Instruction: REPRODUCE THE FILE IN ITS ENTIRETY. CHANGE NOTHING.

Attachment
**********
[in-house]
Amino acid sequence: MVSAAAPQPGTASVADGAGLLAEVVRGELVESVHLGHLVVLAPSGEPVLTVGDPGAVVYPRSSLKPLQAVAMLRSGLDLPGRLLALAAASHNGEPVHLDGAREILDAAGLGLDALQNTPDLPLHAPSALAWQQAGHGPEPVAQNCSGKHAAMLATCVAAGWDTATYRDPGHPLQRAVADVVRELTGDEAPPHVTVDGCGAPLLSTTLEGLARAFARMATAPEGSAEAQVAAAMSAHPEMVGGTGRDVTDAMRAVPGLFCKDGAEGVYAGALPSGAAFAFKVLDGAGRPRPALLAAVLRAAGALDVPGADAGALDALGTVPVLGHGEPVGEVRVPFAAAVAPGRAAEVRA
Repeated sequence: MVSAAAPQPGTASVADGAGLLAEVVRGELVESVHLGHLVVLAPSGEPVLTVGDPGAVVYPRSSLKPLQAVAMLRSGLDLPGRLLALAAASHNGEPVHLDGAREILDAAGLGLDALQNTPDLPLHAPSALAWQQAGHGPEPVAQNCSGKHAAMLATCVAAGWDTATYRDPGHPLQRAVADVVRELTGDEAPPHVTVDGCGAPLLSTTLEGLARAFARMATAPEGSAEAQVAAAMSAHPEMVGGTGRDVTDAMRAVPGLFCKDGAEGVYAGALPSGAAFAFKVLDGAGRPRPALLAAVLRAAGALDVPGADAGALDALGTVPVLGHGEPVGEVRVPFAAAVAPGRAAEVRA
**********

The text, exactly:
[in-house]
Amino acid sequence: MVSAAAPQPGTASVADGAGLLAEVVRGELVESVHLGHLVVLAPSGEPVLTVGDPGAVVYPRSSLKPLQAVAMLRSGLDLPGRLLALAAASHNGEPVHLDGAREILDAAGLGLDALQNTPDLPLHAPSALAWQQAGHGPEPVAQNCSGKHAAMLATCVAAGWDTATYRDPGHPLQRAVADVVRELTGDEAPPHVTVDGCGAPLLSTTLEGLARAFARMATAPEGSAEAQVAAAMSAHPEMVGGTGRDVTDAMRAVPGLFCKDGAEGVYAGALPSGAAFAFKVLDGAGRPRPALLAAVLRAAGALDVPGADAGALDALGTVPVLGHGEPVGEVRVPFAAAVAPGRAAEVRA
Repeated sequence: MVSAAAPQPGTASVADGAGLLAEVVRGELVESVHLGHLVVLAPSGEPVLTVGDPGAVVYPRSSLKPLQAVAMLRSGLDLPGRLLALAAASHNGEPVHLDGAREILDAAGLGLDALQNTPDLPLHAPSALAWQQAGHGPEPVAQNCSGKHAAMLATCVAAGWDTATYRDPGHPLQRAVADVVRELTGDEAPPHVTVDGCGAPLLSTTLEGLARAFARMATAPEGSAEAQVAAAMSAHPEMVGGTGRDVTDAMRAVPGLFCKDGAEGVYAGALPSGAAFAFKVLDGAGRPRPALLAAVLRAAGALDVPGADAGALDALGTVPVLGHGEPVGEVRVPFAAAVAPGRAAEVRA